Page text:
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Compiling, and the tediousness of waiting for your compiles to be completed is probably as old as computing itself. Since Make was invented in 1976 we've learned a lot about how to make the computer build our code quickly and correctly. But our builds are often still slow.

Luckily, they don't have to be. Slow builds are often a consequence of not fully specifying the dependencies and not taking advantage of the modern reality in which we live.

So, how do we solve it?

It's simple, just follow these three steps:

  1. Make sure your dependency tree is specified
  2. Utilize a centralized cache
  3. Distribute your build actions

Easy peasy. This will reduce your build time to the depth of your build tree, which even for the largest of projects shouldn't be more than a few steps deep.


Why are you still here? Was there something unclear?

Ok, so while it is simple, it's also quite difficult. But follow along and we'll get you up and running.

Builds, outputs, actions and dependencies

A build has an output, for example executables, a set of resources to deploy to a server or a test result. To reach this output it has to perform a series of actions on your its inputs. The internal relationship between these inputs, actions and output can be described as a dependency tree1.

By structuring the dependency tree as a Merkle tree that incorporates all inputs, outputs and actions with a collision free hash function2 we can mechanically structure actions into parallelizable work chunks where parts of the tree can short-circuited in case of unchanged inputs and/or outputs.

This will drastically reduce the amount of work required, especially in organizations where several developers work on the same code codebase, compilations done for one developer can be reused by other developers. And for most developers the build time will be reduced to simply compiling the changed files and linking them together. A build that can short-circuit and access a centralized build cache is probably the most performance increasing action you can do to speed up your build.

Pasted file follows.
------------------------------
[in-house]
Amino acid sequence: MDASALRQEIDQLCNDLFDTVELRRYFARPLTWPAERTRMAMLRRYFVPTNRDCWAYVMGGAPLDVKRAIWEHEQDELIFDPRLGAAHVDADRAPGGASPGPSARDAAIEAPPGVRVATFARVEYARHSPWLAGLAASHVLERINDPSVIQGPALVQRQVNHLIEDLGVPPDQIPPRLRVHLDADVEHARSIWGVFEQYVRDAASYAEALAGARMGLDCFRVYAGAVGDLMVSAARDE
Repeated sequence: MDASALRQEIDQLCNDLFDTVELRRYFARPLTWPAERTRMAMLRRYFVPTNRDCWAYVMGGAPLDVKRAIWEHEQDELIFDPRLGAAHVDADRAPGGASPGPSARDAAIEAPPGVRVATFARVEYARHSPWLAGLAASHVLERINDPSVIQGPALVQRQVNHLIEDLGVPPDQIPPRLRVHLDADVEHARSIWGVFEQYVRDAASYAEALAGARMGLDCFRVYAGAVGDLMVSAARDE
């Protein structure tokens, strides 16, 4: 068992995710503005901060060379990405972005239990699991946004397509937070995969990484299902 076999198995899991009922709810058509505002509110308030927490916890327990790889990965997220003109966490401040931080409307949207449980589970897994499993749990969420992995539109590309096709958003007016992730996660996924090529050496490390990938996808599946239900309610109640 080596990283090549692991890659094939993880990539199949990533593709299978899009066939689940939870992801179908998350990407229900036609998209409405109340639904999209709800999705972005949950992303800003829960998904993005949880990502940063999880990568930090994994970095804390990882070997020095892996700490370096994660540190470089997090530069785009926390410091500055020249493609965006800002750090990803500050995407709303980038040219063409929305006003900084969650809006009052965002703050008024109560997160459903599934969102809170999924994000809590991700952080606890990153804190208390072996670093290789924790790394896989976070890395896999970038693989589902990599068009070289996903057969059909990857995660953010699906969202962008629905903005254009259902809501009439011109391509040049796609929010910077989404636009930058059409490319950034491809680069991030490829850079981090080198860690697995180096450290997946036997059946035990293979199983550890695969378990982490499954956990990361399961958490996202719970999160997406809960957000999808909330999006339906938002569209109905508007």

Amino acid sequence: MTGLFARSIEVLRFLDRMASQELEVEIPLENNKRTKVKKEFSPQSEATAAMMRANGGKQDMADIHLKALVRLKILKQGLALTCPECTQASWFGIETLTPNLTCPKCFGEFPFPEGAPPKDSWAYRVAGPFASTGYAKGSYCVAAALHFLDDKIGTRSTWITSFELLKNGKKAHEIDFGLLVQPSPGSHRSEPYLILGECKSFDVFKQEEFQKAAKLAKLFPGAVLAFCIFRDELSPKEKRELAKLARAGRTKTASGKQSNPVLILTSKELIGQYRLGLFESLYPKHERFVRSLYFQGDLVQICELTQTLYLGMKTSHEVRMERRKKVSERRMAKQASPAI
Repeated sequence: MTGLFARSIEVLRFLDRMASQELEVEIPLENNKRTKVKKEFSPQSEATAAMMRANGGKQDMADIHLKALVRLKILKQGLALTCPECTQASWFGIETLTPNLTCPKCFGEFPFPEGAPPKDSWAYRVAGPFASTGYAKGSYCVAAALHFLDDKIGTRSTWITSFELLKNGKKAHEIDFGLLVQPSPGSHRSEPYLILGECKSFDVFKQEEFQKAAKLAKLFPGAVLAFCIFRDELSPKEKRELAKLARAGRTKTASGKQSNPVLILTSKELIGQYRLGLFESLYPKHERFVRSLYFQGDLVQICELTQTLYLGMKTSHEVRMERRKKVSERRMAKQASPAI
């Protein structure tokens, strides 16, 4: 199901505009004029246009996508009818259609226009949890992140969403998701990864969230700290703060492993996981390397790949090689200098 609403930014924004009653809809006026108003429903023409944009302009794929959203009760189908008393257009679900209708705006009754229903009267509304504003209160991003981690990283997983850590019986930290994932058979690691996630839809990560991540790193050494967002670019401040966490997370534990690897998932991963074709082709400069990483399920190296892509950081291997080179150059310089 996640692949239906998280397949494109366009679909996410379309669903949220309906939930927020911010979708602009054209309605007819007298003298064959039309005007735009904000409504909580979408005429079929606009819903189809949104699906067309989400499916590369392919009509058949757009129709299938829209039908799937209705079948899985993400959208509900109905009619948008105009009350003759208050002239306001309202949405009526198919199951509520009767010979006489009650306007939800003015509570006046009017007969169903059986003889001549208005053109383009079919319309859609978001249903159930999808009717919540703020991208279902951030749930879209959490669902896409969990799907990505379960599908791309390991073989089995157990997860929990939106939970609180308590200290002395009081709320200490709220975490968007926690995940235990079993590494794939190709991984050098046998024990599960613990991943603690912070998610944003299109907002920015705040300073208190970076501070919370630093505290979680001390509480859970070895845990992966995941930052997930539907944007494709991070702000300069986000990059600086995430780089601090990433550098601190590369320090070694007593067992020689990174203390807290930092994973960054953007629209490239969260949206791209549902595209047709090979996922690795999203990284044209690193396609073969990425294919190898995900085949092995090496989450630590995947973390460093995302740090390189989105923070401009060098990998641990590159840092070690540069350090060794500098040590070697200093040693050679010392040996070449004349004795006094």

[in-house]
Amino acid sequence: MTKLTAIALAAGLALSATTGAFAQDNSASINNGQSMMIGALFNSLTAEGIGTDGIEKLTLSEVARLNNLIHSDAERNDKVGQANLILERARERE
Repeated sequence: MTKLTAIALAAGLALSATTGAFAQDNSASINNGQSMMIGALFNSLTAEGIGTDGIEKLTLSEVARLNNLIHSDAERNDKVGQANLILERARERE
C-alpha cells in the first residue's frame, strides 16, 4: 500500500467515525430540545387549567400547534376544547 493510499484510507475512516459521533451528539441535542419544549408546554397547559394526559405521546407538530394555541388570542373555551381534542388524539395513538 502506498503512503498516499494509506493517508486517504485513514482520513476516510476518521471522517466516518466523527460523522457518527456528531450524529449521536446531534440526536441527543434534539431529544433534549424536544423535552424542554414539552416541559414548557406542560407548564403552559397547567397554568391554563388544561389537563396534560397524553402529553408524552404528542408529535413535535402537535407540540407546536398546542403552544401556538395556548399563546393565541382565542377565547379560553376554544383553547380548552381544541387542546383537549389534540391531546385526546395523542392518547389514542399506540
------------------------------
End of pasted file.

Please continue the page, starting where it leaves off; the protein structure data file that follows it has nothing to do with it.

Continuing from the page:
Note 1: Technically a directed acyclic graph

Note 2: While there is no such thing as a collision free hash function, that doesn't prevent us from using one anyway.

Clean builds and its evils

Have you ever heard someone say 'Just run make clean first'? This problem in build systems is so common that most developers do not trust their incremental builds. The reason you have to run make clean is because the build system is not fully specified, this most often happens because some variable which your builds are dependent on (like a version of your build tool) is not specified in your dependency graph.

Using containers with well known versions of your dependencies and tools is a great best practice, that will not only reduce the risk of a phantom bug showing up for only a single developer but also prevent you from accidentally introducing a transient dependency into your build as well as greatly simplifying your developer onboarding process.

Deterministic builds

To get the most performance you also have to make sure that your builds are deterministic, i.e. given the same input they should produce the same output. This is pretty much always what you as a developer want, but due to events outside of your control this is not always what happens. One common issue is that the build tool adds a unique identifiers timestamps to your build.

This can often be configured away, but sometimes the best effort solution is to simply minimize non-determinism in your tools. As long as you are not depending on the output being non-deterministic, this will simply lead to performance degradation of your build which might not matter in the long run.

Remote execution

The final cherry on top of your efforts to speed up your build process will be remote execution. The Remote Execution API is a standard for serializing arbitrary execution to be run on a different machine. While each developer might have a powerful machine, that machine is nothing compared to a dedicated build cluster that can be scaled independently of the developers machines. While a powerful developer machine might be able to run 16 parallel actions, a sufficiently large build cluster will allow you to run all of them.

Tooling support

The Remote Execution API lists supported clients (build systems) and servers.

At Meroton, we specialize in Bazel as client and Buildbarn as server. Bazel is the open source version of Google's internal Blaze build system. Buildbarn is an efficient open source implementation of the server side which is used at scale by several multinational corporations.